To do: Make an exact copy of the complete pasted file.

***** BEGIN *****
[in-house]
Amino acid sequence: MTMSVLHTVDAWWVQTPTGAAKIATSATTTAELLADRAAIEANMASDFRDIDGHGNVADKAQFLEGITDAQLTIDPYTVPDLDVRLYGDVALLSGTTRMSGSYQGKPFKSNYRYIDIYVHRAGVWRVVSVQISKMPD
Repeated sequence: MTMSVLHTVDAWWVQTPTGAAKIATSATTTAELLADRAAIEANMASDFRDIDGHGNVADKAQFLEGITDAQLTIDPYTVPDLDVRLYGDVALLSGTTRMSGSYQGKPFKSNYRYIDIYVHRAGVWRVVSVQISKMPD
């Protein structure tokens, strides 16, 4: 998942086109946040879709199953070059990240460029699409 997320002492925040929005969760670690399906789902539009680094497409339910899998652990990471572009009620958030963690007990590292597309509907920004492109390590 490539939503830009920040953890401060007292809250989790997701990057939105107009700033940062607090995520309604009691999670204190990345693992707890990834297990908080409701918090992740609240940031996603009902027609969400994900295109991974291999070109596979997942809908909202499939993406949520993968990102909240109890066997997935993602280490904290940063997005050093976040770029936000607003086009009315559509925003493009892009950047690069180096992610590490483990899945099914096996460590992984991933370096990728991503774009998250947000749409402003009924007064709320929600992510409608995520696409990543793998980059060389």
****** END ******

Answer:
[in-house]
Amino acid sequence: MTMSVLHTVDAWWVQTPTGAAKIATSATTTAELLADRAAIEANMASDFRDIDGHGNVADKAQFLEGITDAQLTIDPYTVPDLDVRLYGDVALLSGTTRMSGSYQGKPFKSNYRYIDIYVHRAGVWRVVSVQISKMPD
Repeated sequence: MTMSVLHTVDAWWVQTPTGAAKIATSATTTAELLADRAAIEANMASDFRDIDGHGNVADKAQFLEGITDAQLTIDPYTVPDLDVRLYGDVALLSGTTRMSGSYQGKPFKSNYRYIDIYVHRAGVWRVVSVQISKMPD
């Protein structure tokens, strides 16, 4: 998942086109946040879709199953070059990240460029699409 997320002492925040929005969760670690399906789902539009680094497409339910899998652990990471572009009620958030963690007990590292597309509907920004492109390590 490539939503830009920040953890401060007292809250989790997701990057939105107009700033940062607090995520309604009691999670204190990345693992707890990834297990908080409701918090992740609240940031996603009902027609969400994900295109991974291999070109596979997942809908909202499939993406949520993968990102909240109890066997997935993602280490904290940063997005050093976040770029936000607003086009009315559509925003493009892009950047690069180096992610590490483990899945099914096996460590992984991933370096990728991503774009998250947000749409402003009924007064709320929600992510409608995520696409990543793998980059060389």